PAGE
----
My last entry didn’t really have much valuable information. I don’t want this blog to simply be about making a pinball machine, but helping others to follow the correct steps to make a pinball machine easier for them. So here are some quick tips.
Relax the vinyl for multiple days. When I received the vinyl, I immediately removed it from the tube and laid it flat. Side rails make nice weights to keep the vinyl flat when it is relaxing. I let it lay flat for about three days which really worked well. I believe that two days would have been sufficient.
Used the wet method to allow vinyl to float while placing. I made up a spray bottle with a couple cups of water and two dashes of liquid dish soap. I used a generous amount of water on both the bottom of the overlay and on the top of the playfield. Don’t be stingy. The more water you use, gives you that much more time to get placement right. Then, when everything is lined up, squeegee from the center of the playfield towards the edges.
On art, holes should not use dark circles, but should simply continue the artwork. That way if placement is a little off, it won’t be noticeable. Same thing with slots and holes for kickers, etc. There are plenty of inserts around, and those are really what matters for placement.
Holes should be on a separate layer on the art to make this process a lot easier. That way you could print a vinyl with the holes highlighted, then simply turn off that layer when printing the final version. I did a test print at kinkos of the playfield, but the test print was on very thin paper. Even using light to show from the bottom of the playfield, I couldn’t see that the inserts were 1/8 inch off. I really needed to print a clear overlay with just the location of the inserts. I could have easily done that before Joe did his artwork or even while Joe was doing his artwork and done that in parallel. Completely my fault, but I assumed the stitched image was going to be spot on. The reality is, that it is about .6% off. Truth be told, that is absolutely amazing, but it isn’t quite good enough for a playfield overlay.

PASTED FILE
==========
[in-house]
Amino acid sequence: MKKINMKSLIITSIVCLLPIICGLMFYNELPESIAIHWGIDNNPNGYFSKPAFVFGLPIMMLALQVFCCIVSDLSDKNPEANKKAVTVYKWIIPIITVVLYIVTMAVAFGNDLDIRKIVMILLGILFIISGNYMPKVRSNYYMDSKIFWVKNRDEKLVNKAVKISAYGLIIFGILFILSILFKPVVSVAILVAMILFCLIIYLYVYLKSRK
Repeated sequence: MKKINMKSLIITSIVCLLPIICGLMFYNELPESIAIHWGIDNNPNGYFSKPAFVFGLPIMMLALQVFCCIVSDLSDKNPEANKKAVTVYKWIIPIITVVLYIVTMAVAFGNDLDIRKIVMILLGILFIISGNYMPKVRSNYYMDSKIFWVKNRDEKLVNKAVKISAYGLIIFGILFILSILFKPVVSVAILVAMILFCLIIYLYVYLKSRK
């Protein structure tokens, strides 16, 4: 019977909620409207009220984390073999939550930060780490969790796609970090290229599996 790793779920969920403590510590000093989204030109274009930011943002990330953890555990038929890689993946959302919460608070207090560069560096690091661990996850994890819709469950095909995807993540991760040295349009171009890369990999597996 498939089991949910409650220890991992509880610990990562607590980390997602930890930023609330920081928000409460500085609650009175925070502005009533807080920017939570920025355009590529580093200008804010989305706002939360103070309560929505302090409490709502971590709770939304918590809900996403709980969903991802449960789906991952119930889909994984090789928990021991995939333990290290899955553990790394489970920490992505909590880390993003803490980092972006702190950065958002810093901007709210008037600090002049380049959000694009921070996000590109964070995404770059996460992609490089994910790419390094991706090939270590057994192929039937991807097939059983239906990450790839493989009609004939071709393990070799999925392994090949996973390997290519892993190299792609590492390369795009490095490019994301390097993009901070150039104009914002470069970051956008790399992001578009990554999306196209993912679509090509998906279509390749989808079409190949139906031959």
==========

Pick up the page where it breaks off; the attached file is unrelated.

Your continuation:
Assume you will need to print two versions of the vinyl, but three would be that much safer. Vinyl takes about two weeks to receive using express shipping, so assume that you must have at least a month for that portion of the build. As stated above, it can be done in parallel with designing the artwork.
There is another possibility for the art error which is that the print is not perfectly sized. I should have put a border around the playfield art at an exact measurement of inches. As it was, the art went right to the edge of the print. If the printer modified the art slightly so it could be printed on their machine, it would show the same errors that I’m seeing. Again, my belief that the scan would be perfect was probably too optimistic.
This morning I used an xacto knife to cut out all the holes in the playfield, then applied the first coat of auto clear. Tomorrow morning I will apply a second coat of auto clear, and finally, tomorrow night I will apply the third coat. I might go for a fourth coat, but it really depends on what the third coat looks like. I think on SS3, I applied three coats. The first coat of auto clear makes the colors pop that much more. Nice!